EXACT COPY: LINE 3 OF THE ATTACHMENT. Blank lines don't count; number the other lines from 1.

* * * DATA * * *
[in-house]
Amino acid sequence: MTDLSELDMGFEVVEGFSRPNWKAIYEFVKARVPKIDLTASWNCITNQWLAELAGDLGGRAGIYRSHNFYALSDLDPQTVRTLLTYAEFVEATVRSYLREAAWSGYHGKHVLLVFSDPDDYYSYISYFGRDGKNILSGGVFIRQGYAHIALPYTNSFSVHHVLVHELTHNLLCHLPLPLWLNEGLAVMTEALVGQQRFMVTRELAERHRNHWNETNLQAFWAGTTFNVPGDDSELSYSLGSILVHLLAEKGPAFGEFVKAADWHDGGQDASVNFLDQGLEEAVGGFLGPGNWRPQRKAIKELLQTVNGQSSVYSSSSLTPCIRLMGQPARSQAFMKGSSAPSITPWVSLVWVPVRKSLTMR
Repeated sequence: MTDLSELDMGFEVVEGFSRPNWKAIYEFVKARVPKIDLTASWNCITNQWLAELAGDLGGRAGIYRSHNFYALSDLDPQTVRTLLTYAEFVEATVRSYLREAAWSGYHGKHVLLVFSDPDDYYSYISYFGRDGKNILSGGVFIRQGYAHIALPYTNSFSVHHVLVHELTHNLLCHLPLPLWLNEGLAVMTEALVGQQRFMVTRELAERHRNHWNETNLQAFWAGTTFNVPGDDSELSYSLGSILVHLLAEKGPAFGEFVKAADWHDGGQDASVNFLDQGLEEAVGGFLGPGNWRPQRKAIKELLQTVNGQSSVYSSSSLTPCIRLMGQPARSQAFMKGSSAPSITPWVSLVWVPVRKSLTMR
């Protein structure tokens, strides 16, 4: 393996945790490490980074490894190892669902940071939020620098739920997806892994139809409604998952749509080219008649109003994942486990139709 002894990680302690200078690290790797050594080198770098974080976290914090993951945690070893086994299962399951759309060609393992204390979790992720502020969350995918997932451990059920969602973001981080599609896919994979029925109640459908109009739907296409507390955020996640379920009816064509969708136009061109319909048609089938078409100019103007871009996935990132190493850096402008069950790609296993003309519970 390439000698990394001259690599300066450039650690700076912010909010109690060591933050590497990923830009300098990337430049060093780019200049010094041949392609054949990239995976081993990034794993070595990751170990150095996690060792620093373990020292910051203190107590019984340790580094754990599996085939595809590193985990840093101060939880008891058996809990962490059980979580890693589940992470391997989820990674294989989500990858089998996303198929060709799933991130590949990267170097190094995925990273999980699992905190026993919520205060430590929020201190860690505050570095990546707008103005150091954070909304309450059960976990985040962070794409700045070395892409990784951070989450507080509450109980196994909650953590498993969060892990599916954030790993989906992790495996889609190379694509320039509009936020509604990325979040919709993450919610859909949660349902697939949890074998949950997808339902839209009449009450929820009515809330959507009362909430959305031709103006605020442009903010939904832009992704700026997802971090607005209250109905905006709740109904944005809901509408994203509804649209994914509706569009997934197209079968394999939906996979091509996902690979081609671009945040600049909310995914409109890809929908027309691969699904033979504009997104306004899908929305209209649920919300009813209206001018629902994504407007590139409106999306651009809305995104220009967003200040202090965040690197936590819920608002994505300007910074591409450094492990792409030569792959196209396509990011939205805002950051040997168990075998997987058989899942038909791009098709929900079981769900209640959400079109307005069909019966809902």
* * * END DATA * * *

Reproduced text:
Repeated sequence: MTDLSELDMGFEVVEGFSRPNWKAIYEFVKARVPKIDLTASWNCITNQWLAELAGDLGGRAGIYRSHNFYALSDLDPQTVRTLLTYAEFVEATVRSYLREAAWSGYHGKHVLLVFSDPDDYYSYISYFGRDGKNILSGGVFIRQGYAHIALPYTNSFSVHHVLVHELTHNLLCHLPLPLWLNEGLAVMTEALVGQQRFMVTRELAERHRNHWNETNLQAFWAGTTFNVPGDDSELSYSLGSILVHLLAEKGPAFGEFVKAADWHDGGQDASVNFLDQGLEEAVGGFLGPGNWRPQRKAIKELLQTVNGQSSVYSSSSLTPCIRLMGQPARSQAFMKGSSAPSITPWVSLVWVPVRKSLTMR